In-Memory Database option for Sybase Adaptive Server Enterprise
February 2, 2010
In-memory database (IMDB) is a technique used to place an entire database data, logs, and all in cache. This capability enables you to treat memory-resident data the same way you treat any other ASE data. Plus, its quick, easy, and integrated. Read on to learn more.
Why cant I just cache the whole database?
I dont care about recovery, I want to turn off logging, I cant afford the cost of the commits. Ill restart everything in case of a failure.
If I had a nickel for every time Ive heard these requests over the years, I could buy a lot of coffee -- even at todays Starbucks prices.
There are some good, valid reasons for wanting to leverage cache and turn off logging. Caching a database provides a significant performance gain. If 100% of all activity is in memory (which might be 1000s of times faster than disk), you not only dont have to worry about any physical IO (and the corresponding waits and process-swapping that go along with it), but you also have the benefit of reduced optimization time as Sybase Adaptive Server Enterprise (ASE) can skip the costing of IO buffering etc. This is all accomplished with the ASE in-memory database (IMDB) option.
What about logging? ASE has a write-ahead log. First ASE logs the changes it needs to make, then it makes the changes, then it logs the fact that the transaction is to be committed; when that is flushed to disk, the commit has completed successfully. This means if you are adding 20 gigabytes of data, youre potentially really writing 40 gigabytes . For loads, in particular loading a data mart and/or warehouse or other reporting database, it is useful to be able to disable the commits (i.e. the physical writes to the transaction log). There are now 2 ways of doing this, by using either an IMDB or a relaxed-durability database (RDDB).
A bit about transactions
A transaction is an atomic unit of work. In simpler terms, any activity or combination of activities that needs to be performed as a unit may be bundled into a transaction. For example, when you transfer money from your checking account to your savings account using an ATM card, you want to know that in case of a sudden server crash, the money that came out of your checking account, and hadnt yet made it to your savings account, finds its way back into the checking account. This is the purpose of a transaction.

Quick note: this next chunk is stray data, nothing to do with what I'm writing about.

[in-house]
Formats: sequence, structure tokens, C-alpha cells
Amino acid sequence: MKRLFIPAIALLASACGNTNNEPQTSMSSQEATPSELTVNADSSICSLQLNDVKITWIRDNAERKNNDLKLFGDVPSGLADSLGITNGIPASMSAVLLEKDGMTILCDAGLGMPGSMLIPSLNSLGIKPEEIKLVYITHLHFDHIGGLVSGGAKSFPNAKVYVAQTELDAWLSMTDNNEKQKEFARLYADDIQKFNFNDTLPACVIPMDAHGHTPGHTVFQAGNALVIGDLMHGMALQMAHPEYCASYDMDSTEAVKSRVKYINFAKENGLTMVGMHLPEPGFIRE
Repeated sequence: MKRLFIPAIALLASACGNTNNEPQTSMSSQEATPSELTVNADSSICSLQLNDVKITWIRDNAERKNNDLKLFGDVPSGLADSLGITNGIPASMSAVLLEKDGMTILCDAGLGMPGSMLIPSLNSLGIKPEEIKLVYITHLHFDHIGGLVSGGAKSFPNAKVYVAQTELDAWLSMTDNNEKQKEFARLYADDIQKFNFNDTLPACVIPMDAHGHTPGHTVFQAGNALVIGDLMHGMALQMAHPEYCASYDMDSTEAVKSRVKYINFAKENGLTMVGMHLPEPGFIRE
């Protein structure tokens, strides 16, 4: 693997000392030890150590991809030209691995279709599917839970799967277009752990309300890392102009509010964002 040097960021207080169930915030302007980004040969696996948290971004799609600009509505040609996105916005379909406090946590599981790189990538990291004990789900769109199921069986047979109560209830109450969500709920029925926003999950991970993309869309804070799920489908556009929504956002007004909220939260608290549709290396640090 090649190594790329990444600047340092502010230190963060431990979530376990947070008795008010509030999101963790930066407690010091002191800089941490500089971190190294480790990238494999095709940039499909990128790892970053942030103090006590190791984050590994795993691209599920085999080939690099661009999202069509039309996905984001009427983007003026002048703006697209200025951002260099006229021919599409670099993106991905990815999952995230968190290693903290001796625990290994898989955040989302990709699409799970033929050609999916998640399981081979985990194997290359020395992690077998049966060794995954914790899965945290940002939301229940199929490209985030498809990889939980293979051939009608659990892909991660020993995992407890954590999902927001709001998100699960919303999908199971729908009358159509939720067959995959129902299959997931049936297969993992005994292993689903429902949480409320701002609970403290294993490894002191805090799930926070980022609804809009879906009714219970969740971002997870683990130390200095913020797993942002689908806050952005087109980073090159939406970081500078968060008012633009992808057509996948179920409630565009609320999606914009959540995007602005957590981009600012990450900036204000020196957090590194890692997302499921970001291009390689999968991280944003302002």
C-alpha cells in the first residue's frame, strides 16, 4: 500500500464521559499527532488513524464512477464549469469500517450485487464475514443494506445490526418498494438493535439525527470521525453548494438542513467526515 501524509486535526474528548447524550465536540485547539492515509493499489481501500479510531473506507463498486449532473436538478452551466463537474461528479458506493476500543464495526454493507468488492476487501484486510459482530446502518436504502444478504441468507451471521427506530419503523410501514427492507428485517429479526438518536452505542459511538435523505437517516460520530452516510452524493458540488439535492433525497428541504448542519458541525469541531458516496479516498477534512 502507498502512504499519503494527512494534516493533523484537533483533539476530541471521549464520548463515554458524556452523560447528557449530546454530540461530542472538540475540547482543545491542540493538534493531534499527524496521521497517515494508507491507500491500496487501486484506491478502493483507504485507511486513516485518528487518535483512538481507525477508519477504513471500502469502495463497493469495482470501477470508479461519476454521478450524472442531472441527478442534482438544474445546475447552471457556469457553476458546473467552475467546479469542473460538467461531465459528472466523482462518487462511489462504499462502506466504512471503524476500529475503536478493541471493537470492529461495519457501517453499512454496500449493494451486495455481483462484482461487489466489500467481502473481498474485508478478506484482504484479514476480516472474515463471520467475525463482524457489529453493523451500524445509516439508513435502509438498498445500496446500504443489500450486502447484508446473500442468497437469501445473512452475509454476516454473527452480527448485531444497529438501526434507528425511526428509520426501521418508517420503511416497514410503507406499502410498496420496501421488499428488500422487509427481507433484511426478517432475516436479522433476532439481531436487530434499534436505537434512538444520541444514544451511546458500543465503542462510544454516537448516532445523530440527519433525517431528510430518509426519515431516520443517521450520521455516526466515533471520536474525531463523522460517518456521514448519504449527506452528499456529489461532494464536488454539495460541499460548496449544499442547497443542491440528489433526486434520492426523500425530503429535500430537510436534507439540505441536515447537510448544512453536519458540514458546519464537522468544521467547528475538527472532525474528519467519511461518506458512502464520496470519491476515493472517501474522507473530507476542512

From a more technical standpoint, transactions are supposed to pass the ACID test, this acronym is used to describe transactional properties:
IMDB and RDDB relax durable and atomic by partially or completely eliminating transaction logging and writes to disk. The result is significant performance gains.
In-memory database (IMDB) is a technique used to place an entire database data, logs, and all in cache. This capability is a licensing add-on that enables you to treat memory-resident data the same way you treat any other ASE data (all T-SQL statements work). Its quick, easy, and integrated.
Because it is memory-resident, everything should be treated the same way you would treat tempdb -- the database disappears completely when the server is shut down.
There is no disk storage and no permanence whatsoever. In other words, durable has been sacrificed for performance. All IO is eliminated. Transaction logging is still enforced for rollbacks, triggers, and replication, but it is entirely in memory.
When NOT to use IMDB
Theres a reason for an ACID test for databases; theyre built to house permanent data. You need to know, when your transaction commits, that you can later retrieve the information. This is where ASE shines.
If you need data permanence, and have no tolerance for data loss, use a disk-resident database (DRDB), which is ASEs default behavior.
When to use IMDB
IMDB is best for situations where you dont care about data persistence and where performance is a priority. Ease-of-use is another benefit of an IMDB. It is accessed exactly the same as any other database; theres nothing new for developers to learn; business analysts simply need to remember that the data is ephemeral.
Use cases abound for IMDB. These include, but are not limited to:
Memory is less expensive today than ever before. However, there are physical limitations. A 1-terabyte database may not fit in cache. Or, you may simply not have sufficient memory. There may be times where you want or need to create an amalgam of an IMDB and DRDB; hence, the relaxed-durability database (RDDB).
RDDB gives you the logging performance of an IMDB (i.e. doesnt write physical commits to disk), and the persistence of a DRDB; at least, as long as the system is shut down cleanly (if it is not, the database gets marked as suspect at startup).
The RDDB has two options, ephemeral and mostly permanent. The ephemeral option (no_recovery) means it is recreated at startup, like the IMDB. The mostly permanent option (at_shutdown) means that as long as the server is shut down nicely (i.e. it is not shut down with nowait) the database will remain available.
So, if its RDDB rather than IMDB for size reasons, use no_recovery only. If its RDDB rather than IMDB for persistence reasons, use at_shutdown as well.
 A detailed discussion of this topic is available in SyBooks.